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I will inserting into a database the signatures of 500,000,000 pictures. The signatures will be generated using libpuzzle. Each signature is 338 bytes. (so 160 GB) plus a table for searching (read more below). I would prefer to keep the main database on one VPS server with a standard HDD (No SSD because of cost issues).

The most important aspect is search time, Insertion time does not matter.

In the past I have attempted this all within MySQL (with way less records) and had one database for everything, the main searching happened with a scheme like:

--
-- Table structure for table `signatures`
--

CREATE TABLE IF NOT EXISTS `signatures` (
  `id` int(11) NOT NULL AUTO_INCREMENT,
  `compressed_signature` varchar(338) NOT NULL,
  `picture_id` int(11) NOT NULL,
  PRIMARY KEY (`id`),
  KEY `picture_id` (`picture_id`)
) ENGINE=MyISAM  DEFAULT CHARSET=latin1 AUTO_INCREMENT=1107725 ;

-- --------------------------------------------------------

--
-- Table structure for table `stored_pictures`
--

CREATE TABLE IF NOT EXISTS `stored_pictures` (
  `id` int(11) NOT NULL AUTO_INCREMENT,
  `url` varchar(255) NOT NULL,
  `pid` bigint(20) unsigned NOT NULL,
  `num` int(11) NOT NULL,
  `updated_at` datetime DEFAULT NULL,
  `created_at` datetime DEFAULT NULL,
  `picture_id` int(11) NOT NULL,
  PRIMARY KEY (`id`),
  UNIQUE KEY `idx_url` (`url`),
  KEY `idx_picture_id` (`picture_id`)
) ENGINE=MyISAM  DEFAULT CHARSET=latin1 AUTO_INCREMENT=2773867 ;

-- --------------------------------------------------------

--
-- Table structure for table `words`
--

CREATE TABLE IF NOT EXISTS `words` (
  `pos_and_word` char(5) NOT NULL,
  `signature_id` int(11) NOT NULL,
  KEY `idx_pos_and_word` (`pos_and_word`),
  KEY `signature_id` (`signature_id`)
) ENGINE=MyISAM DEFAULT CHARSET=latin1;
--

Where by nature of the libpizzle, you would search the words table for many signature_id and then get all the compressed_signature from the signatures table, do some math and spit back a score for each signature how similar it was for the search. Then for each similiarity that was above a threshold I would get the data I needed from stored_pictures by looking up the picture_id

It took about 5 minutes for 1 search to search 40,000,000 pictures - so I think there is room for improvement. Especially because I want this to be fast up to 500 million records.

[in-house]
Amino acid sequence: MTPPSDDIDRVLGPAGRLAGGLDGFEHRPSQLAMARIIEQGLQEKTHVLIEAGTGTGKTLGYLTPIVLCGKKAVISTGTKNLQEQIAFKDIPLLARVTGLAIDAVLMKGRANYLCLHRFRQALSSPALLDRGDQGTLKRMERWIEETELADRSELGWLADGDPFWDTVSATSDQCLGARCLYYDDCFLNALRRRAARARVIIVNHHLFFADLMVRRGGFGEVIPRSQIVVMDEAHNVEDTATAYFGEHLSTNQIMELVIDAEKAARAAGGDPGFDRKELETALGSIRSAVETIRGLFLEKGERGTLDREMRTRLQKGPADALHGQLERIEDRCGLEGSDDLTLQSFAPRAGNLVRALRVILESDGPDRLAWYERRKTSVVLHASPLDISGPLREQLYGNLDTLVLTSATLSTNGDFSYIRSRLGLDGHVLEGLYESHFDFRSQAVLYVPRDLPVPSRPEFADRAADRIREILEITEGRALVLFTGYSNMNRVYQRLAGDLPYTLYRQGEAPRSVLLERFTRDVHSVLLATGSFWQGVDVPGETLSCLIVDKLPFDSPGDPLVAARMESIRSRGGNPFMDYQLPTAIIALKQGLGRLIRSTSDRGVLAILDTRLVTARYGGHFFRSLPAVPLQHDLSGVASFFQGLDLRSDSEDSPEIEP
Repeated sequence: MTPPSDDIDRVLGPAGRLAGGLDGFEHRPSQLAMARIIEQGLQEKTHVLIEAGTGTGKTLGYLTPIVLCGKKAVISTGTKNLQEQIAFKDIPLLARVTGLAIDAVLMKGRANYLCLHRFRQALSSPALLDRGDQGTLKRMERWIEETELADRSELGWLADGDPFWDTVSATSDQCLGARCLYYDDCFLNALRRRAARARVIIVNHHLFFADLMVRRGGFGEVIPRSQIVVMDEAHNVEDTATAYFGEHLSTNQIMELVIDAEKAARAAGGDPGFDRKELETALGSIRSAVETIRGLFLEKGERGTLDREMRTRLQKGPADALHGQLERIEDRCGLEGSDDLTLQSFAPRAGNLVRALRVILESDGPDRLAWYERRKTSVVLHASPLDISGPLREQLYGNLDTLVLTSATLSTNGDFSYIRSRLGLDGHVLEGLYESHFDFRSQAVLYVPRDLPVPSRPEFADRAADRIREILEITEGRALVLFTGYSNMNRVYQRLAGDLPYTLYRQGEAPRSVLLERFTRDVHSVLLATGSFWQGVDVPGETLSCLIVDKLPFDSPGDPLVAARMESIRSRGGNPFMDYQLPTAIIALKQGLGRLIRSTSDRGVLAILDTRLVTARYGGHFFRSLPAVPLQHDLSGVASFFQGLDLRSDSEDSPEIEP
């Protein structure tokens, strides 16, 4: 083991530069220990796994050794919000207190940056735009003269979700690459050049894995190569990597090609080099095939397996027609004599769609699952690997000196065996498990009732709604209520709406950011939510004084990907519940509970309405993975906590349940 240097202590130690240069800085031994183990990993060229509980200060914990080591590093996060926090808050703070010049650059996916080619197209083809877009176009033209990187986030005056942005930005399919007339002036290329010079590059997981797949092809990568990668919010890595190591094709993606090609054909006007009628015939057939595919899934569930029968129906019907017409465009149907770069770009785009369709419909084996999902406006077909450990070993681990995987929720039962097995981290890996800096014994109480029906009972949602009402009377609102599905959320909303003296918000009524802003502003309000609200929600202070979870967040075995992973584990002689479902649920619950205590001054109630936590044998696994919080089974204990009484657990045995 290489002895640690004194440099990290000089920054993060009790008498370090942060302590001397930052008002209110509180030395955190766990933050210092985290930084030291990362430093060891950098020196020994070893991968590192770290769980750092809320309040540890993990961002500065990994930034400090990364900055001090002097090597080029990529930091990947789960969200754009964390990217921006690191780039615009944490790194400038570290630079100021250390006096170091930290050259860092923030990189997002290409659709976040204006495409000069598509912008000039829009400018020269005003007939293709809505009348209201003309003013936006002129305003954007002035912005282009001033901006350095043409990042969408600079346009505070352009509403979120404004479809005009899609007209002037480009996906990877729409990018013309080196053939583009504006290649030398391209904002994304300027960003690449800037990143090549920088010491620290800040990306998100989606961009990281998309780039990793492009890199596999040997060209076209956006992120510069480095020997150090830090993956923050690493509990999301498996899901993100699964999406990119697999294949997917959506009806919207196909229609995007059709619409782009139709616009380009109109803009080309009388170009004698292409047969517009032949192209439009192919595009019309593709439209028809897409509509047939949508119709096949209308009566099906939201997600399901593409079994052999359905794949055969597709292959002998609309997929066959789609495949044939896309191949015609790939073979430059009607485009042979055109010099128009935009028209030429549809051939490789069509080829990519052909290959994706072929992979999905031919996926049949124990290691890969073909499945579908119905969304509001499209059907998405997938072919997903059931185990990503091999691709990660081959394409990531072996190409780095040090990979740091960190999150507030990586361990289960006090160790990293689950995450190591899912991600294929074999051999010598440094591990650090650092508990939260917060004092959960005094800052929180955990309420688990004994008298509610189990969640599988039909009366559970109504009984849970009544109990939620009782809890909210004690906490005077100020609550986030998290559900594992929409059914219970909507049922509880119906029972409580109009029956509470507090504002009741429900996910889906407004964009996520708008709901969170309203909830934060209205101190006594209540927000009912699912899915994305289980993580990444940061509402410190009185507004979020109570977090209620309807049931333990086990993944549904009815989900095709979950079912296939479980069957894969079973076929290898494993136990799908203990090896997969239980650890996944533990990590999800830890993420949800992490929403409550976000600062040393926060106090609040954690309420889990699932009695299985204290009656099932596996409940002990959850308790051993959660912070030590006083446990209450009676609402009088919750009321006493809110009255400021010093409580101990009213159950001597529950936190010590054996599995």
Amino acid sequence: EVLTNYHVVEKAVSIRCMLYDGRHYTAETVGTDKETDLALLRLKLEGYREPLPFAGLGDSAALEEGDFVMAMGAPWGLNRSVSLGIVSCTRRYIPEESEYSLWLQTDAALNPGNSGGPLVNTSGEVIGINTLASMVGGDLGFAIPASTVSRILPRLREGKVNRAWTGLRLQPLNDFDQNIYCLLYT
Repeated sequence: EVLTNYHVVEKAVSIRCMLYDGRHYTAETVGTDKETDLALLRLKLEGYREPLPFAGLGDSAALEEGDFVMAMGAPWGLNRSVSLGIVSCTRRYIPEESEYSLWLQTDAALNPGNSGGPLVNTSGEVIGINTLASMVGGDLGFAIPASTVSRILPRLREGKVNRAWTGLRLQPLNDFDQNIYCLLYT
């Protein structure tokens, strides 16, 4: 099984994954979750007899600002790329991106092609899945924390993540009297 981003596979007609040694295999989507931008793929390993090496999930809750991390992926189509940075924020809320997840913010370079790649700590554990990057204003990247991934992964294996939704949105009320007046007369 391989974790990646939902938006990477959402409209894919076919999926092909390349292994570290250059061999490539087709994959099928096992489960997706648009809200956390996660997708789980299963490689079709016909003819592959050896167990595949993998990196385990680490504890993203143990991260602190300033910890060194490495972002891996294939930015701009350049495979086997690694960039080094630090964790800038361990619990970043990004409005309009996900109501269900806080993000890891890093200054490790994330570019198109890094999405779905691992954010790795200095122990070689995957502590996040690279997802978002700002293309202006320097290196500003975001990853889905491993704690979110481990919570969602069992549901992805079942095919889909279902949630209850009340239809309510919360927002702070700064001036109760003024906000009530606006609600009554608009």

Should I seperate all the non-essential data (only about 1% the size, which is everything that is related to the specific picture) in a seperate database? On a seperate server?

Because it's just doing a massive search for pos_and_word and spitting back all the signature_id's that could be a match, I assume that not having any type of relation with the data can help me pick a specific technology that will maximize my speed. Which technology is best for this?

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You have a picture and want to find a similar picture in the database. You calculate the signature of the picture, calculate a list of pos_and_word strings from the signature. By searching the "words" table you find all signatures of your stored images whoses list of pos_and_word strings has at least one pos_and_word in common with the pos_and_words list of the given picture. All signatures found compare with the signature of the given picture. If it is sufficient "similiar" then retrieve the picture and compare it to the given one. Is this right? –  miracle173 Mar 21 at 2:52
    
More or less but the picture itself is never stored, only the breakdown of it's pos_and_word and the "compressed signature". Say you uploaded a photo - it's pos_and_word matches 240 possible signatures. You get 240 signature_id's and then one by one you uncompress them using the lib, and use the lib to measure a similirity %. Lets say of the 240, only 8 were above 90%. You discard the 232 and do a lookup using the 8 picture_id to find the URL where the picture is found (not on my server but on the www) and display them. –  BHare Mar 21 at 8:29